Further, simply talking about the agreement can give people more insight into their relationship and their future. For example, if one spouse is opposed to paying alimony and would fight it if the situation arises, the other may be inclined to continue to work or pursue a bigger career.

Experts advise that couples interested in having a prenuptial agreement should not delay until the last minute, as it can create unnecessary stress. While New Jersey law does not permit unconscionable documents, which grant an unfair amount of property to just one person in the relationship, it is still vital that both parties have time to review the document to ascertain that it is fair.

Prenuptial agreements are not just for the wealthy. People who own their own business, have children or are expecting an inheritance may want to explore the benefits of putting such a document in place.

How should we tell our children about our divorce?

Going through a divorce can be difficult on everyone involved, especially children. Breaking the news to your child or children is a conversation that should be well planned. According to a report in Psychology Today, Utah researchers did some in-depth research into parents who are divorcing and how they tell their children.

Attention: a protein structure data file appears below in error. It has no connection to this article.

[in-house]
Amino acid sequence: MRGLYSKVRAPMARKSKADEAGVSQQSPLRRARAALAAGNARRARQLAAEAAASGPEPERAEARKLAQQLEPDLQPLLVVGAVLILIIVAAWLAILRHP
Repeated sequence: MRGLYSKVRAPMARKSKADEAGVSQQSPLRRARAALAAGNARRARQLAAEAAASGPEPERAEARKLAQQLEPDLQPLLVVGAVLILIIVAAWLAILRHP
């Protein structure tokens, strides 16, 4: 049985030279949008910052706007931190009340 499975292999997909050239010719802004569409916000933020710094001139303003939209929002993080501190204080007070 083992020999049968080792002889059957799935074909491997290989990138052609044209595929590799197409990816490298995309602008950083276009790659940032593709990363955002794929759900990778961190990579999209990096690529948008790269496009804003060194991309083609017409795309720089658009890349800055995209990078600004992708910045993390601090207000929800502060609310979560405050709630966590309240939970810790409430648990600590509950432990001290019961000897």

The findings showed that parents should do the following: 

  •        Tell everyone all at once. Leaving younger children out of the conversation could put pressure on older children not to talk about the situation, and the younger children may feel slighted.
  •        Have the conversation in a safe, welcoming place. Researchers stated that children often remember hearing the news, leaving the potential for a particularly scarring experience to stick with them over time.
  •        Work toward a swift divorce. Dragging out the process can be stressful on children who were told a year ago that the divorce would happen, and it has yet to come to fruition.
  •        Allow a child to express his or her feelings. Each child may have a different reaction, and parents should keep in mind that sadness, anger, fear and even indifference are all normal.

While the New Jersey Courts stipulate that a couple must cite a reason for the divorce when filing, experts recommend shielding children from the details of why the marriage is ending. Kids should not be used as intermediaries or as sounding boards for a spouse’s complaints. When breaking the news, answer questions truthfully but succinctly, catering responses to the age of the children.

While this information may be useful, it should not be taken as legal advice.